[SOLVED] Strange issue with Access Point connected to pfSense
Just replaced my old wireless router acting as an access point with a new Tp-Link EAP225 AC1350 v3 AP.
The new AP is up and running but I have run into a strange issue I am failing to understand.
During the initial setup of the new AP I enabled a feature in it to only allow certain pc's by MAC address to access it's web management gui. I allowed only my laptop which I connect both by wire or wireless and my desktop pc which resides in a different subnet.
I found that If I connect to the AP using my laptop wirelessly I can log into the AP as expected. I can also use the laptop when wired to the same un-managed switch that the AP is connected to and log into the AP without issue.
Now here is the issue I cannot understand. If I try to log into the AP using a wired connection but from a different subnet, whether it be by my desktop or laptop, the AP's web login page would timeout and never load. My firewall logs showed nothing was blocked and actually showed a successful connection to the AP's IP address(turned on all logs even for passed traffic).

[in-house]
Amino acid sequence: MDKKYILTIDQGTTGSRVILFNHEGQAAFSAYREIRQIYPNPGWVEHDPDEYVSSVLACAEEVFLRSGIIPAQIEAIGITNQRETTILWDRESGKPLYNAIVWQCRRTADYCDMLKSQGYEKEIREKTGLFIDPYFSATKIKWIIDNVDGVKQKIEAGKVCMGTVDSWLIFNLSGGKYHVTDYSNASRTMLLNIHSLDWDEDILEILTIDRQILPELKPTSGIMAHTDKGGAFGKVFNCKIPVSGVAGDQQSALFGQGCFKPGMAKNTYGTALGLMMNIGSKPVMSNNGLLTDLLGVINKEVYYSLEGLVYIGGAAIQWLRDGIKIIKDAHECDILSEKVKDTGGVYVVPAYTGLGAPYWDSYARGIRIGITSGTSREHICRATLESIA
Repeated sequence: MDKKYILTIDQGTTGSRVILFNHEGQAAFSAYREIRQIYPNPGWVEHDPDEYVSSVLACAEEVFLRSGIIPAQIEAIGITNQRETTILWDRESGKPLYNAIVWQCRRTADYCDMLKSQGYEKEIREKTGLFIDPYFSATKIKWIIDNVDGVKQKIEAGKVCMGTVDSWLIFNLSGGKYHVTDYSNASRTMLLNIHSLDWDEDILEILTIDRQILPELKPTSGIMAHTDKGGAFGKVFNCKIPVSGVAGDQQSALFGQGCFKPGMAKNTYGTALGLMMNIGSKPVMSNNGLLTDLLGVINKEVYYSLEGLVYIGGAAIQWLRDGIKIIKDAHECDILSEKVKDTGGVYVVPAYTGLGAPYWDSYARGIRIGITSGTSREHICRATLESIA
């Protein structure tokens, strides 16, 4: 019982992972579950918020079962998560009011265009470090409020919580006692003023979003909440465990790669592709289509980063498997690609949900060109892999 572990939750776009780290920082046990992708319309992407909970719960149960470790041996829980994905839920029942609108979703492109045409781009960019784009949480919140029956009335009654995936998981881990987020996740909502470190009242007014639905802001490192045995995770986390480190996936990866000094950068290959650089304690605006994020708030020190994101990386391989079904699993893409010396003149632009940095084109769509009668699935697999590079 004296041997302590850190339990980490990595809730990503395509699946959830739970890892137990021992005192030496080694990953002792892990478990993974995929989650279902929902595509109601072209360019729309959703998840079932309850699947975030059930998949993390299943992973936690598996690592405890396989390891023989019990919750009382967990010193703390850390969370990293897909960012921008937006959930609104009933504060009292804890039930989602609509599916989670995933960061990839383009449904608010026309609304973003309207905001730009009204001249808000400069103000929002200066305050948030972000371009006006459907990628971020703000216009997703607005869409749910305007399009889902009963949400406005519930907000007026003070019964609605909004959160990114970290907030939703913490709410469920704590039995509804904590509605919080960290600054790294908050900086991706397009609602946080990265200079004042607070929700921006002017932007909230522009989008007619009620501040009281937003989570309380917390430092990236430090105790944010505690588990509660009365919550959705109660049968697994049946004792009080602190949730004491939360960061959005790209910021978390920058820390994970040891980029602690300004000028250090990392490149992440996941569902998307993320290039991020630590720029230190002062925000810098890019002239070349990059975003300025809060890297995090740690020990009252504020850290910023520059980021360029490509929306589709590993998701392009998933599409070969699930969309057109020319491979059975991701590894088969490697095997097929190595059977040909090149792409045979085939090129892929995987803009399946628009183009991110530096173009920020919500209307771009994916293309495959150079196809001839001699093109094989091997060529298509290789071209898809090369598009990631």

This stumped me for hours. I finally tried disabling the MAC Authentication feature in the AP and bam.. I can now log into the AP from a different subnet.
Its like the AP couldn't see or verify the MAC if coming from a different subnet. This will probably boil down to a mistake in my configuration of pfSense but I am unsure what that may be.
I'm hoping someone can kindly help me understand what is going on here and yes I am certain I entered the MAC addresses into the AP correctly.
Gertjan last edited by stephenw10
You just discovered that the MAC address do not travel over to other net work segments.
When you connect to your AP from a different subject, the AP 'sees' the MAC of the router in front of it, the router between your desktop and the AP. The MAC filter will disallow the connection.
Also : when you post a message on this forum, the (web) server of this forum will see your original WAN IP,, not even the LAN IP behind it, and never your device's MAC address.
JKnott last edited by
Its like the AP couldn't see or verify the MAC if coming from a different subnet.
This is basic networking. MAC addresses are used on the local network only and not passed through routers. Take a look at the TCP/IP stack and you'll find IP addresses and MAC addresses are at different levels. When a device sends an IP packet, it places it in an Ethernet frame on the local network. If the destination is on a different network, it has to pass through a router, which strips off the original Ethernet frame and places the IP packet in a new frame on the next network. This will happen at every router along the path to the destination.